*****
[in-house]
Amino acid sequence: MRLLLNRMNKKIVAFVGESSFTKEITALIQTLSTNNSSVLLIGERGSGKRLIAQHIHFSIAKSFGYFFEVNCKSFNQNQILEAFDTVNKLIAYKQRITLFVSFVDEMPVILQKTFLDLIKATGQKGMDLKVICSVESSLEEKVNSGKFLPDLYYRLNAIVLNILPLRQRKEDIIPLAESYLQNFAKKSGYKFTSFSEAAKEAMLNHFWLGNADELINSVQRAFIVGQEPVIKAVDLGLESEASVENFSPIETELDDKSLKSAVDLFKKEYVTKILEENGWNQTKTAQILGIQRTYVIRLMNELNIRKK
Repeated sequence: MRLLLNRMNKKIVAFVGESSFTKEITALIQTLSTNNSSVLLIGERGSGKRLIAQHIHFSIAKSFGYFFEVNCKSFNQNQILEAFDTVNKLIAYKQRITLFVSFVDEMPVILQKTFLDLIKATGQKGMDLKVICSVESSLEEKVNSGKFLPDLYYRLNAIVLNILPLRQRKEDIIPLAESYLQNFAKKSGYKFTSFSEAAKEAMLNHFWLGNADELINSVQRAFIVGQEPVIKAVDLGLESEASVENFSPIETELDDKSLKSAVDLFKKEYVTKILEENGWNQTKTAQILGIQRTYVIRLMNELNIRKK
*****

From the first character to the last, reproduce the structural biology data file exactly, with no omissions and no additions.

[in-house]
Amino acid sequence: MRLLLNRMNKKIVAFVGESSFTKEITALIQTLSTNNSSVLLIGERGSGKRLIAQHIHFSIAKSFGYFFEVNCKSFNQNQILEAFDTVNKLIAYKQRITLFVSFVDEMPVILQKTFLDLIKATGQKGMDLKVICSVESSLEEKVNSGKFLPDLYYRLNAIVLNILPLRQRKEDIIPLAESYLQNFAKKSGYKFTSFSEAAKEAMLNHFWLGNADELINSVQRAFIVGQEPVIKAVDLGLESEASVENFSPIETELDDKSLKSAVDLFKKEYVTKILEENGWNQTKTAQILGIQRTYVIRLMNELNIRKK
Repeated sequence: MRLLLNRMNKKIVAFVGESSFTKEITALIQTLSTNNSSVLLIGERGSGKRLIAQHIHFSIAKSFGYFFEVNCKSFNQNQILEAFDTVNKLIAYKQRITLFVSFVDEMPVILQKTFLDLIKATGQKGMDLKVICSVESSLEEKVNSGKFLPDLYYRLNAIVLNILPLRQRKEDIIPLAESYLQNFAKKSGYKFTSFSEAAKEAMLNHFWLGNADELINSVQRAFIVGQEPVIKAVDLGLESEASVENFSPIETELDDKSLKSAVDLFKKEYVTKILEENGWNQTKTAQILGIQRTYVIRLMNELNIRKK